To say the Our Readers' Opinions column - the letters to the editor - is merely popular is like saying the Blue Mountain Mall needs a little work. Both statements are true but don't begin to describe the situation.
The Union-Bulletin was engulfed with letters in October, the majority of them about the Nov. 2 election for Walla Walla County sheriff. Many were also about other contests, mostly about the coroner race and some Columbia County races. A few folks also weighed in about the U.S. Senate race in Washington state.
Oh, and then there was the ongoing controversy about the Inland Octopus mural. That brouhaha regarding the octopus mural - or is it a sign? - rages on and the letters are still coming in.
In the month of October, the Union-Bulletin published 353 letters to the editor. I can't say for certain whether that's a record, but I've worked at the paper for 31 years - editorial page editor since 1989 - and I've never seen anything like this.
In the past we've had a lot of letters regarding elections, but that was long before vote-by-mail did away with polling places. In those days we would receive a bunch of letters right before the deadline and then would publish eight or so pages on the Sunday before voting. It seemed like a lot at the time.
But the letters this year started in the spring as a trickle. By July, as we headed into the August primary, the pace was steady.
After a brief rest, the letters started up again and by mid-September they were flowing in at such a pace that I wasn't sure how I would get them all in the paper.
Our policy is to print all letters as long as they are less than 400 words and aren't going to land us in court. All letters are, however subject to editing for spelling, grammar, libel, taste, factuality and newspaper style.
As the letters began to pile up, I started to ask for extra pages. On Oct. 8, a Friday, I was able to secure the page next to the usual Viewpoints page, which allowed us to run 14 letters on that day. After that, the extra page or two became a regular thing.
In the month of October we ran letters on 52 pages in the 26 newspapers published.
That's a lot of space and, frankly, a huge commitment of resources to publishing letters.
We believe letters are extremely important, and not just because they are popular with readers. Our Readers' Opinions is a forum that's seen by a large audience and therefore becomes a great place for the community to communicate.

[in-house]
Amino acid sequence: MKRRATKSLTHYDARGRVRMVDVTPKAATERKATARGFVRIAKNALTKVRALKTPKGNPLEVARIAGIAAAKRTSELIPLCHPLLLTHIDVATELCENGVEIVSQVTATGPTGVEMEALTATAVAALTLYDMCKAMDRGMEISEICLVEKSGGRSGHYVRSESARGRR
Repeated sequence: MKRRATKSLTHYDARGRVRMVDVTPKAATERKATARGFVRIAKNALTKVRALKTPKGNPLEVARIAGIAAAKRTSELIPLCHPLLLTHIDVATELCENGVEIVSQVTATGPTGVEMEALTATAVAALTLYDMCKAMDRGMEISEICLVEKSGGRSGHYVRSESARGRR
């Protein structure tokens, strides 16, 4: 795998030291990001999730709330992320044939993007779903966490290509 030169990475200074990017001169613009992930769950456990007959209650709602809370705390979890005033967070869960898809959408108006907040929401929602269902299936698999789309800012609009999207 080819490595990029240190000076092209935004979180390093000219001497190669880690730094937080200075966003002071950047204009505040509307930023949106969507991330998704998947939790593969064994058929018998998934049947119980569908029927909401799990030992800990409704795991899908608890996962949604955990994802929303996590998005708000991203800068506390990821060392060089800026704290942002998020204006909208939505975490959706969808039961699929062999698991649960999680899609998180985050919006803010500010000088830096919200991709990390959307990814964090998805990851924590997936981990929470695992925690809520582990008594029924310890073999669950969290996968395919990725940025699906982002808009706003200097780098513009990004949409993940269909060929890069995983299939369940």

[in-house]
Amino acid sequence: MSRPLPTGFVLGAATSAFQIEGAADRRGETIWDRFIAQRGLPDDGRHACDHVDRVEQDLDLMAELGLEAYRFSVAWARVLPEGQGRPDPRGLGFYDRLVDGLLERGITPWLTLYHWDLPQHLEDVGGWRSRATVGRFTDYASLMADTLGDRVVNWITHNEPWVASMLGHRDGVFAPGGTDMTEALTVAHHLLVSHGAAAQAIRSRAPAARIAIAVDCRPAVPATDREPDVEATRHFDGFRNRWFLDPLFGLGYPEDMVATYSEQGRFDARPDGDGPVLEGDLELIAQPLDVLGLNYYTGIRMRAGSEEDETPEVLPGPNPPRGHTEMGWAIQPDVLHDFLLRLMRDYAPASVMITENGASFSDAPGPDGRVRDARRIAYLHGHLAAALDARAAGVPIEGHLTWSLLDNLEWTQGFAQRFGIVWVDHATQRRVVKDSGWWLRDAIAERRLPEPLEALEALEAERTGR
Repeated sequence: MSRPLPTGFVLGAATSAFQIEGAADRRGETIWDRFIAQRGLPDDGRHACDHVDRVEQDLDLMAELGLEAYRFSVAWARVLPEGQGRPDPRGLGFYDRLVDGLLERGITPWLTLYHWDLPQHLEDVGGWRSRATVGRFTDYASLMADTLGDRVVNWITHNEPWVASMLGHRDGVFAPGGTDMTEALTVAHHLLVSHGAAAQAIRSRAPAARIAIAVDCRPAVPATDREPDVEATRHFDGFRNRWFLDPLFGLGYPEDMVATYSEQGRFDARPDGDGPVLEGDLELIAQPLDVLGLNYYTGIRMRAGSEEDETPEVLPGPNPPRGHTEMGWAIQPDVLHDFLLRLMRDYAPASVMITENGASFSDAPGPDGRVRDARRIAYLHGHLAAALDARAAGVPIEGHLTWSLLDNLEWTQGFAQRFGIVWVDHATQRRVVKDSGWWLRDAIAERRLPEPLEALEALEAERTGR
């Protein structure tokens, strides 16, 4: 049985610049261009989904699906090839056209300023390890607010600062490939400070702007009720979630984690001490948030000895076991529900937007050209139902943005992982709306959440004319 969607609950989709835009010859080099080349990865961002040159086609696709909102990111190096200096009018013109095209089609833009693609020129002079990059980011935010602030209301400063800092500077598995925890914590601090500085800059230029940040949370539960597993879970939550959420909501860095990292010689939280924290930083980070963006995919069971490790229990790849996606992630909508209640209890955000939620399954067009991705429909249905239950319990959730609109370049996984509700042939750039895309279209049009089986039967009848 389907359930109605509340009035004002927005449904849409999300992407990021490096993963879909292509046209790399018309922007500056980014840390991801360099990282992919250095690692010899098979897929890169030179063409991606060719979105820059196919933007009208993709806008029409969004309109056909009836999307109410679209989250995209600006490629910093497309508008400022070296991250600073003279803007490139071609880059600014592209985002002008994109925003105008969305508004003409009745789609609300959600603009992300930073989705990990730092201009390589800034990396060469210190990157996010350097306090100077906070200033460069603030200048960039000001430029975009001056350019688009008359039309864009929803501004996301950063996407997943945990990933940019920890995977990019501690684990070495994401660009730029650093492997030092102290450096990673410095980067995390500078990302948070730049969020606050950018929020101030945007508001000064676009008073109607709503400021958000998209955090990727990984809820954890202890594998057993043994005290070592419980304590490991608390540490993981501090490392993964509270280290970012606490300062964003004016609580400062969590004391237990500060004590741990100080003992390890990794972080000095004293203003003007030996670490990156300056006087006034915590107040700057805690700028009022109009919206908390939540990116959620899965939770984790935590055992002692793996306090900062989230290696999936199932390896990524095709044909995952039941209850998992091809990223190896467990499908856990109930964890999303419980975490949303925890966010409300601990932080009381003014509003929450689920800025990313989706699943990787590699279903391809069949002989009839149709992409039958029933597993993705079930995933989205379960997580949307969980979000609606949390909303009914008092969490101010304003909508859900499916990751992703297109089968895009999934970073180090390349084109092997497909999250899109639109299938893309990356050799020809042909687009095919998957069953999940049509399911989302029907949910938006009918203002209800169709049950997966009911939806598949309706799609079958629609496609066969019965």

Regardless of what candidate you backed, you would have to concede that by the time the votes were counted just about everything that could be said had been said about the contest for Walla Walla County sheriff and the other candidates.
I had a great many people talk to me about the letters over the past month. All had a favorite letter or two they focused on, often with praise for the insight or sometimes just a chuckle. Some even garnered a guffaw (think belly laugh).
Hmmm. Maybe the U-B should put a spotlight on letters that move or delight readers. How about having an "official" letter of the month?
But how would a letter of the month be selected?
If I or anybody at the U-B were the sole selectors, the pick would be looked at for bias. While I am confident we would be fair, the potential for controversy is unnecessary when trying to do something positive such as highlight a letter written by a reader.
So I was thinking it would be best to have the readers select. After all, it is the readers who are writing.
Perhaps readers could send in nominations throughout the month and then the field could be narrowed to three finalists. Maybe a rotating panel of readers could be the ones to narrow the field. Then readers would have a few days to make their selections by phone, mail, e-mail and on our website.
What do you think?
I'll consider your ideas and thoughts in putting together a "Letter of the Month" contest.
If all goes well, maybe we could give away a modest prize to go along with the glory and public adoration.
E-mail me at firstname.lastname@example.org or give me a call at 526-8309. You can write me at P.O Box 1358, Walla Walla.